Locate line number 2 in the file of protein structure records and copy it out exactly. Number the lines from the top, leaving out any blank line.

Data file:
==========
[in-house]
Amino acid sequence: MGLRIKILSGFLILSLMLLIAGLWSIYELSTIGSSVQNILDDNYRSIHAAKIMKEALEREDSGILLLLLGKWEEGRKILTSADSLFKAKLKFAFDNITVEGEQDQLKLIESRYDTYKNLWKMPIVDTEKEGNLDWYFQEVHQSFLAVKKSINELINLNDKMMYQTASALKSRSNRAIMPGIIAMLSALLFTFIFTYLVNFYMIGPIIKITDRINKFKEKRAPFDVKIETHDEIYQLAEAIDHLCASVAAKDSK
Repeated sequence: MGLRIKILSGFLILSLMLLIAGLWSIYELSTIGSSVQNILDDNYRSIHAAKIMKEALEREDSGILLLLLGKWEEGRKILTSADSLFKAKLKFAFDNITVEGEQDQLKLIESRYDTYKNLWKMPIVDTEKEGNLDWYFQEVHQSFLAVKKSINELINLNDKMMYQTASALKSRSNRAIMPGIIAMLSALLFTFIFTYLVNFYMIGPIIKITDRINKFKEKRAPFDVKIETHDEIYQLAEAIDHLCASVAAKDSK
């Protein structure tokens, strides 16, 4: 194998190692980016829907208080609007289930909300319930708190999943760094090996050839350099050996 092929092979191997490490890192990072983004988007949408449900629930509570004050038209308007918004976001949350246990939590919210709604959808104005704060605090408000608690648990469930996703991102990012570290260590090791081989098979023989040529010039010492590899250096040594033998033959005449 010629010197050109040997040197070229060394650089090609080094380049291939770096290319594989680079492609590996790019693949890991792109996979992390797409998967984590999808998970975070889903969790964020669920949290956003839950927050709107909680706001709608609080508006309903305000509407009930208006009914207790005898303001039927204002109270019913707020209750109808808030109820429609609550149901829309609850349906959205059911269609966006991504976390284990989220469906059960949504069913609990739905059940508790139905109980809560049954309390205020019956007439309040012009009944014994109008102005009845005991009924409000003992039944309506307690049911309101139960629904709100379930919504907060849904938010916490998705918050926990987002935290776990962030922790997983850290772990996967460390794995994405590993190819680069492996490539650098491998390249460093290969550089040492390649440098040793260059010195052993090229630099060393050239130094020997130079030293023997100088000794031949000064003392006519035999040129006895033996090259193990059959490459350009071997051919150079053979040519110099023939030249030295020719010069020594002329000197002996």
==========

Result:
Amino acid sequence: MGLRIKILSGFLILSLMLLIAGLWSIYELSTIGSSVQNILDDNYRSIHAAKIMKEALEREDSGILLLLLGKWEEGRKILTSADSLFKAKLKFAFDNITVEGEQDQLKLIESRYDTYKNLWKMPIVDTEKEGNLDWYFQEVHQSFLAVKKSINELINLNDKMMYQTASALKSRSNRAIMPGIIAMLSALLFTFIFTYLVNFYMIGPIIKITDRINKFKEKRAPFDVKIETHDEIYQLAEAIDHLCASVAAKDSK